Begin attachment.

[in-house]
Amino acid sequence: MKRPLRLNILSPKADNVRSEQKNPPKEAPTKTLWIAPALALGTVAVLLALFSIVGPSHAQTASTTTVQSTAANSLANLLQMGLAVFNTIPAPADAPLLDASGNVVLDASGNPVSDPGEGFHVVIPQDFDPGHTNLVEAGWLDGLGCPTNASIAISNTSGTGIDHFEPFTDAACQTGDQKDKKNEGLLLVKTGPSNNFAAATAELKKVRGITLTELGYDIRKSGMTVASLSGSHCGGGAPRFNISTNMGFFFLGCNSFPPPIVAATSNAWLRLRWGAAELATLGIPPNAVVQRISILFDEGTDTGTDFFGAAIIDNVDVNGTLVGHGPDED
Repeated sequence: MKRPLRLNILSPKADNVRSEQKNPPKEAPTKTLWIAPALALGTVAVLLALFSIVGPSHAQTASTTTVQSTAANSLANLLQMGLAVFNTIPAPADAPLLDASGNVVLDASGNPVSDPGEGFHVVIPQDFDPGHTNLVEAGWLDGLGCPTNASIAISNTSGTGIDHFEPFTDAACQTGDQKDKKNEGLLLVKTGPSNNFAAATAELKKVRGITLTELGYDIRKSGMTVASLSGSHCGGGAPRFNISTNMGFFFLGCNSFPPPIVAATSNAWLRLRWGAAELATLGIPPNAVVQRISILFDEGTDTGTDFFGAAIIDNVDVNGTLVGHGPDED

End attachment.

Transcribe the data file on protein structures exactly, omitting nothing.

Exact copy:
[in-house]
Amino acid sequence: MKRPLRLNILSPKADNVRSEQKNPPKEAPTKTLWIAPALALGTVAVLLALFSIVGPSHAQTASTTTVQSTAANSLANLLQMGLAVFNTIPAPADAPLLDASGNVVLDASGNPVSDPGEGFHVVIPQDFDPGHTNLVEAGWLDGLGCPTNASIAISNTSGTGIDHFEPFTDAACQTGDQKDKKNEGLLLVKTGPSNNFAAATAELKKVRGITLTELGYDIRKSGMTVASLSGSHCGGGAPRFNISTNMGFFFLGCNSFPPPIVAATSNAWLRLRWGAAELATLGIPPNAVVQRISILFDEGTDTGTDFFGAAIIDNVDVNGTLVGHGPDED
Repeated sequence: MKRPLRLNILSPKADNVRSEQKNPPKEAPTKTLWIAPALALGTVAVLLALFSIVGPSHAQTASTTTVQSTAANSLANLLQMGLAVFNTIPAPADAPLLDASGNVVLDASGNPVSDPGEGFHVVIPQDFDPGHTNLVEAGWLDGLGCPTNASIAISNTSGTGIDHFEPFTDAACQTGDQKDKKNEGLLLVKTGPSNNFAAATAELKKVRGITLTELGYDIRKSGMTVASLSGSHCGGGAPRFNISTNMGFFFLGCNSFPPPIVAATSNAWLRLRWGAAELATLGIPPNAVVQRISILFDEGTDTGTDFFGAAIIDNVDVNGTLVGHGPDED